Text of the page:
Not Just Monday
I need to write today even though I have been neglecting Older Eyes – Bud’s Blog for over a month. I need to write something to make me cry, to stop holding at bay the sadness I am feeling over the loss of a friend. My son’s Siamese cat, Mr.P. has been missing for three days now. He’s always been a little escape artist, waiting for an open door to slip away on an adventure in the great outdoors. In the past, he’s always returned within a day, usually slipping in through the patio door left open for his return. The hills around our home in Anaheim Hills are full of interesting creatures for a feline to stalk but they are also home to larger predators, like coyotes. With each passing hour, our hope that Mr. P will come home fades. It’s just a cat, Older Eyes, and not even yours, you may be thinking. Well, for one, he isn’t just a cat and for two, I’ve loved him as if he was mine.
Siamese cats are known for their loyalty and when my son moved back home with Mr. P, he was definitely a one man cat … and the man wasn’t me. But gradually, Mr. P became a two man cat, content to curl up with whichever of us was available. I’ll say this, even though it may sound silly. I have never had a connection with an animal like I did with Mr. P. He had a way of showing up to give me head-bumps just when I needed a little affection … and when I felt the need to lavish a little affection on someone who wanted nothing more than his ears or his belly scratched. My relationship with my son has been up and down for years, but a constant has been our mutual love of that cat. Sometimes, it was the only bridge between us. As you might expect, my son is as broken-hearted as I am. Mr. P is a bridge even when he’s not here.
So, today is not Just Any Monday. It is Rosh Hashanah, the holiest day in Jewish year. Although I have never converted to Judaism, the day holds a special place in my heart as a time for looking forward, thinking about how to make the next year a better one. After years of attending services at Temple Beth Sholom, Muri and I have spent the last few years sitting together in the park, reading from the High Holidays prayer book together. Today, I am alone in the park and my companion is my laptop. A nice breeze is making the park bearable for the first time in weeks and I can feel autumn in the air, not just in the season but in our lives. Change is afoot. Every week we hear of another friend dealing with one of the many issues old age has to offer. Our grandchildren have moved away to Salt Lake City and tomorrow, we drive to Arizona to put the Little Houses we love up for sale … Arizona’s no place for us without grandkids there.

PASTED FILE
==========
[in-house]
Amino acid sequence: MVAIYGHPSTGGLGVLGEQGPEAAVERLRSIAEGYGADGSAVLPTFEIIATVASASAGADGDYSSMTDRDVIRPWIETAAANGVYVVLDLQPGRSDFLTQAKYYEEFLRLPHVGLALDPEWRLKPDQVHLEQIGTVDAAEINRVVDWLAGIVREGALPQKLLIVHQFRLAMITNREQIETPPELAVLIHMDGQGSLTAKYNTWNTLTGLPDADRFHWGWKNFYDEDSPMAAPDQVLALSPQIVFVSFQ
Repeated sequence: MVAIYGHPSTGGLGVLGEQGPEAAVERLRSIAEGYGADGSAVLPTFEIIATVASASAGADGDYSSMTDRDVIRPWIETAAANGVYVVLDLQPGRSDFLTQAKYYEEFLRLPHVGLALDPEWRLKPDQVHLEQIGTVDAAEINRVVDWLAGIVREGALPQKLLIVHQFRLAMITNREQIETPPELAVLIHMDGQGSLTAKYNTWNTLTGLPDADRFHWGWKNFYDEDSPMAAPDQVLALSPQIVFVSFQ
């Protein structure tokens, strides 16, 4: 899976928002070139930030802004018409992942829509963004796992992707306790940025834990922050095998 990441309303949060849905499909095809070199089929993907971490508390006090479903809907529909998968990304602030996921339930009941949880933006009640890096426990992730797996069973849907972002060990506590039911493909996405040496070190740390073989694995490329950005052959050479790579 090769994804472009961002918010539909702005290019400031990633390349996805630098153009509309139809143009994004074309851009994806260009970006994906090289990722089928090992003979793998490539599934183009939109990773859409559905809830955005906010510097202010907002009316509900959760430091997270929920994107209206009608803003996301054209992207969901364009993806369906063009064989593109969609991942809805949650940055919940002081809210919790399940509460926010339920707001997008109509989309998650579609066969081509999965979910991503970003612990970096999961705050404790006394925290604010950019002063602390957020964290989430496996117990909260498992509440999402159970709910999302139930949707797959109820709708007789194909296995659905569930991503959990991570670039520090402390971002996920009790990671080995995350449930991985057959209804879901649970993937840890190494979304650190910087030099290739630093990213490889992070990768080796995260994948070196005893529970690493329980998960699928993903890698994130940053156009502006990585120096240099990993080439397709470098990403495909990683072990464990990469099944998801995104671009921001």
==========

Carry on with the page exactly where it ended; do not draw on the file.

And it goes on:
So, how the hell do I look forward the Jewish year 5776 from this dark little place in which I find myself. Well, I sit here and cry a little bit then I look around at the many gifts I have in this life that I still think of as Charmed. I try to accept life as it is and remember how many times that there is hope lying on the other side of acceptance. I think about the people God has placed in my life over the years, those who are only memories and those who are still along on this ride called life. Yes, and, I think about the pets, those little furry angels. I am not in the mood for Rosh Hashanah but here it is anyway. The damnedest thing is that while I fear that Mr. P is gone, I haven’t given up on his return. I wouldn’t be astonished to see him stroll in through that patio door we’re still leaving ajar. I see little miracles happen all the time, though I haven’t a clue how God chooses when and for whom. And while I know age brings changes, not all of them good by any means, I wouldn’t be astonished if this year is a good one either. To a great degree, that will depend on how I look at it and how much I accept what it turns out to be. Perhaps that’s the lesson of the New Year.